PRATA: For me, what the old guy learned from the boy is to dream again, and the boy learned from him…everything. He’s not a father, he’s an angel. When he realizes the little boy can already survive on his own, the old guy dies. Of course, I wrote the script so he dies from malaria, but for me it’s when he realizes he already taught the boy how to survive: how to bury somebody, how to be with a woman–and all the things that make someone grow up.
HALPER: It seemed as though the old man worried that the boy was too kind – that having too big a heart could be dangerous, during war. Did you see it that way?
PRATA: No. He makes the kid grow up in all aspects. He’s a completely philosophical human being. The whole dialogue is very like Plato’s way of teaching philosophy. Plato used to walk with his students, have dialogues with students to teach them things. All of the work of Plato is a dialogue.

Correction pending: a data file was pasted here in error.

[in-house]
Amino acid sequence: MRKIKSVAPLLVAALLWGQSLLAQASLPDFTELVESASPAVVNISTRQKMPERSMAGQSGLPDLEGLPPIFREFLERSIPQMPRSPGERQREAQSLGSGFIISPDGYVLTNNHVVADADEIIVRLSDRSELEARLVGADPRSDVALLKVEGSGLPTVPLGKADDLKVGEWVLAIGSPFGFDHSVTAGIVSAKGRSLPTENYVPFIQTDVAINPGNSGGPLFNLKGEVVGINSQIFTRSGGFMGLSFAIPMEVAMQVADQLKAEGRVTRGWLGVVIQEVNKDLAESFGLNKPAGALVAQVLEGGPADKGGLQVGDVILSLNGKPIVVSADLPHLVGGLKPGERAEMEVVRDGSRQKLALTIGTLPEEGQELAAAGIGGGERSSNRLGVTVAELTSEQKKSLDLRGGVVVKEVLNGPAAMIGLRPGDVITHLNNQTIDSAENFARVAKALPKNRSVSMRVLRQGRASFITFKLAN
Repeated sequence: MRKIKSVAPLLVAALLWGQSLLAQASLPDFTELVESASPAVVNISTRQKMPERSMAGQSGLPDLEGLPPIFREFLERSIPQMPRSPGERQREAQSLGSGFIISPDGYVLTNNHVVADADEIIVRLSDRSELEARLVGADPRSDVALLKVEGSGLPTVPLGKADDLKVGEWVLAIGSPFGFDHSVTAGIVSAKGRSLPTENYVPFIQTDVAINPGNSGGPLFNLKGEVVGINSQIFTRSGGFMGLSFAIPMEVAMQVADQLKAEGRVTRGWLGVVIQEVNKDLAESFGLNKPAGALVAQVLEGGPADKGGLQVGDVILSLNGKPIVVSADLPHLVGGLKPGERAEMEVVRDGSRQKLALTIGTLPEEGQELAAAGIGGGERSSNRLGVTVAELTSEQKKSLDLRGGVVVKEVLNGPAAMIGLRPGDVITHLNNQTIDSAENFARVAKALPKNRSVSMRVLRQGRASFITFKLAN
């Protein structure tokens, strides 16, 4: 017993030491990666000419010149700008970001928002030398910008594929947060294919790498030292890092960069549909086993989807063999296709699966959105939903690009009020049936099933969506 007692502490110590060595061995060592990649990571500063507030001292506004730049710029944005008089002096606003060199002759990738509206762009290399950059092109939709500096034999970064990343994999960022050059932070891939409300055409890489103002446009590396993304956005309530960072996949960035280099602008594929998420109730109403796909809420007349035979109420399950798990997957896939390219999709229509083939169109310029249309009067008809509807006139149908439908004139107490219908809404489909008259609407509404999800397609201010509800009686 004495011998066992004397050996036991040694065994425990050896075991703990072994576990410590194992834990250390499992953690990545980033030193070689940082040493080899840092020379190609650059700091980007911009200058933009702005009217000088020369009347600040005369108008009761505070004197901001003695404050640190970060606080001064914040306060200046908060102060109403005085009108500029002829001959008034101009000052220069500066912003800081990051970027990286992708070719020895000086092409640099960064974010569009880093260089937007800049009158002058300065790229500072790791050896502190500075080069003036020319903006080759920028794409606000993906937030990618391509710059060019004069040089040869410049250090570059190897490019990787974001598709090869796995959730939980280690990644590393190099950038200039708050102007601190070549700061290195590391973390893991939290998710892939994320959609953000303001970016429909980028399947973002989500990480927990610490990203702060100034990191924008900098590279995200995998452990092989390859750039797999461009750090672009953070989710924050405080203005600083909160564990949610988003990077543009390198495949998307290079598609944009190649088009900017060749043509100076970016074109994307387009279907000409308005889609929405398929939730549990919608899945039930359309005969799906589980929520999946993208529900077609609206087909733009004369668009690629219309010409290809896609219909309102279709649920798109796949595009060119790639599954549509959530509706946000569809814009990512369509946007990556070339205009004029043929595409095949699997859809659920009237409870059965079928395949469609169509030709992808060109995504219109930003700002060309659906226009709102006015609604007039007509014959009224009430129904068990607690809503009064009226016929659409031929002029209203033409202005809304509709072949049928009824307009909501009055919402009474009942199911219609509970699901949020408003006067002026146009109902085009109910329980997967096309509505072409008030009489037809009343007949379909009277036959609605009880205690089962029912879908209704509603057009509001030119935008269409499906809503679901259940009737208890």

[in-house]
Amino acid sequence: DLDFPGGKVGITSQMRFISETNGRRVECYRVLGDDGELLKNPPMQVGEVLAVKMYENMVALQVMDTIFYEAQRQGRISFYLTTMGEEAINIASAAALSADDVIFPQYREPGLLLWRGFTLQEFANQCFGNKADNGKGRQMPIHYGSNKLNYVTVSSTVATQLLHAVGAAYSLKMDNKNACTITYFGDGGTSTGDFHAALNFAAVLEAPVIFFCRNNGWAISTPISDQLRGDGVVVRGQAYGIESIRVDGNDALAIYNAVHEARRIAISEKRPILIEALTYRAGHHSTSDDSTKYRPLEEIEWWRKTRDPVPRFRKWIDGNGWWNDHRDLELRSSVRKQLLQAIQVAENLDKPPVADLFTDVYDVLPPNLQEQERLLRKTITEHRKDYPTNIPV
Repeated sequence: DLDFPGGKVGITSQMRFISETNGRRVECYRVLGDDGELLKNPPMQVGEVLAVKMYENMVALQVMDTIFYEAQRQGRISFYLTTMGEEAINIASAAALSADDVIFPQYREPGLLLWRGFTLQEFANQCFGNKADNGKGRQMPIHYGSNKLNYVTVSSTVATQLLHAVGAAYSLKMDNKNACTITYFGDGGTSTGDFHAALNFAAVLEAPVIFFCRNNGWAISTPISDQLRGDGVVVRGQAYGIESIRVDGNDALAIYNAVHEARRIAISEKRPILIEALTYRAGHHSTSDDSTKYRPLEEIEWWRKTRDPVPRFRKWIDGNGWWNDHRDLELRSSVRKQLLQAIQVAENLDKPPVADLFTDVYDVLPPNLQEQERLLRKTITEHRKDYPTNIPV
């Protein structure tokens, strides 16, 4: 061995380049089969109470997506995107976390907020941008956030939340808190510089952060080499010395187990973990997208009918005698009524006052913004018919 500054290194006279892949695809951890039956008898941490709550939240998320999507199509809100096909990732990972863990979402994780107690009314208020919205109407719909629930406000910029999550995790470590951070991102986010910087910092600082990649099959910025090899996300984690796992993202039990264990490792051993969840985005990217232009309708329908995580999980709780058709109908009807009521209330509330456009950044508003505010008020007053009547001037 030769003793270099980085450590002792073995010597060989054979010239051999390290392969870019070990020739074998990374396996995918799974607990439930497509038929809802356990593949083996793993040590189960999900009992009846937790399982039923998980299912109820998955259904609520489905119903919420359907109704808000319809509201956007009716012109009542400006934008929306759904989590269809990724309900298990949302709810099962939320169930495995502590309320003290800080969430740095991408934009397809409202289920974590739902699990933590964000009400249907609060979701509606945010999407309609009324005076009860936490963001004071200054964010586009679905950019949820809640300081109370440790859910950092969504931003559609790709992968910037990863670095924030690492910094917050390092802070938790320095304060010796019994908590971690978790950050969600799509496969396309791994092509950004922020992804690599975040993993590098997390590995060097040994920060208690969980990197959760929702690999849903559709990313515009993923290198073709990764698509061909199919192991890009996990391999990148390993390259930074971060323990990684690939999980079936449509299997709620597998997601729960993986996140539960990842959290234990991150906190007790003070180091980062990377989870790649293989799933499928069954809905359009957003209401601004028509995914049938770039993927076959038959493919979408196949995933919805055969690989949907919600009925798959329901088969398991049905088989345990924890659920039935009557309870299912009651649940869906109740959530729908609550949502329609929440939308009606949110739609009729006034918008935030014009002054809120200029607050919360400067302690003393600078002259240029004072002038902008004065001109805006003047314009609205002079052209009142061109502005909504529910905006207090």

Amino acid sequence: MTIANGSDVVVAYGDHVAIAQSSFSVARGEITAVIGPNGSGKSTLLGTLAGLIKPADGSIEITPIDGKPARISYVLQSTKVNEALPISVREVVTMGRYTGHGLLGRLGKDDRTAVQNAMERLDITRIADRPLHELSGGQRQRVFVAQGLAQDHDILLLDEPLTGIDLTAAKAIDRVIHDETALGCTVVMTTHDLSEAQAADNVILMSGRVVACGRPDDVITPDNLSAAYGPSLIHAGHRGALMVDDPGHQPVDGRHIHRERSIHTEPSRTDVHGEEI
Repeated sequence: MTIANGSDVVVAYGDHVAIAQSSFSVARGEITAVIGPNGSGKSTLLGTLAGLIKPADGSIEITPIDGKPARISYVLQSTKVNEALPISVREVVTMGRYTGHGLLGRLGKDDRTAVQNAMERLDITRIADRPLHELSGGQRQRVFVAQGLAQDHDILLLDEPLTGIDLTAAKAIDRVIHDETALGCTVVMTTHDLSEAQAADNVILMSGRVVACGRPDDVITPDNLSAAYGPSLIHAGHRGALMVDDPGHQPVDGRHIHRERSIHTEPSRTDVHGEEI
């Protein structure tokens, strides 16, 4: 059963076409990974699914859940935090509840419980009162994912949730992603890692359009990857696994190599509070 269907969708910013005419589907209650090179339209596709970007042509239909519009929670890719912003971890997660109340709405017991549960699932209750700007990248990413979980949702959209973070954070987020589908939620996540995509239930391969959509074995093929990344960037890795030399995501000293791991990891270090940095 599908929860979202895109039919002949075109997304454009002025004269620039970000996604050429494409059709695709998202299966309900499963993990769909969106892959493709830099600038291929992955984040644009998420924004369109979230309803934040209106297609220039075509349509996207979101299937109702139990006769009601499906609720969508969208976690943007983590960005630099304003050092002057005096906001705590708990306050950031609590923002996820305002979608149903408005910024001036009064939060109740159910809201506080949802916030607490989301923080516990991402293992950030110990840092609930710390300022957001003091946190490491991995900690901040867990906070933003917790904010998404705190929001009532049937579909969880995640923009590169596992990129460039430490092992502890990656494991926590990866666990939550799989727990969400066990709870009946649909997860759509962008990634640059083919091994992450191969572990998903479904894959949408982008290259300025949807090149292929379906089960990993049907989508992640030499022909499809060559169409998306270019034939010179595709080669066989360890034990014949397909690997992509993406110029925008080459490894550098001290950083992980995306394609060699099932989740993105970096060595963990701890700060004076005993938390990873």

HALPER: The scene in which the man teaches the boy to masturbate could surprise, maybe shock, American audiences….
PRATA: This scene is very representative of Mozambican culture. When you see a movie that is not your culture, you need to see that it has aspects of a culture that you don’t know. In Mozambique–until today–there are initiation rites. All parents send their kids when they are twelve, thirteen, to be initiated by old men or old women.
HALPER: Were you initiated when you were that age?
PRATA: No, because my parents taught me like a European women. But my actress, she has a boy of fourteen, and she sent him for initiation. This is normal. In Europe, parents tell kids to use a condom. In Africa, we have more than that–the old person explains everything clearly. They are isolated for one week, just girls with old women who have experience. It’s the way of teaching. This is not masturbation scene, it’s an initiation scene. The old guy teaches the boy how to survive and how to be a man.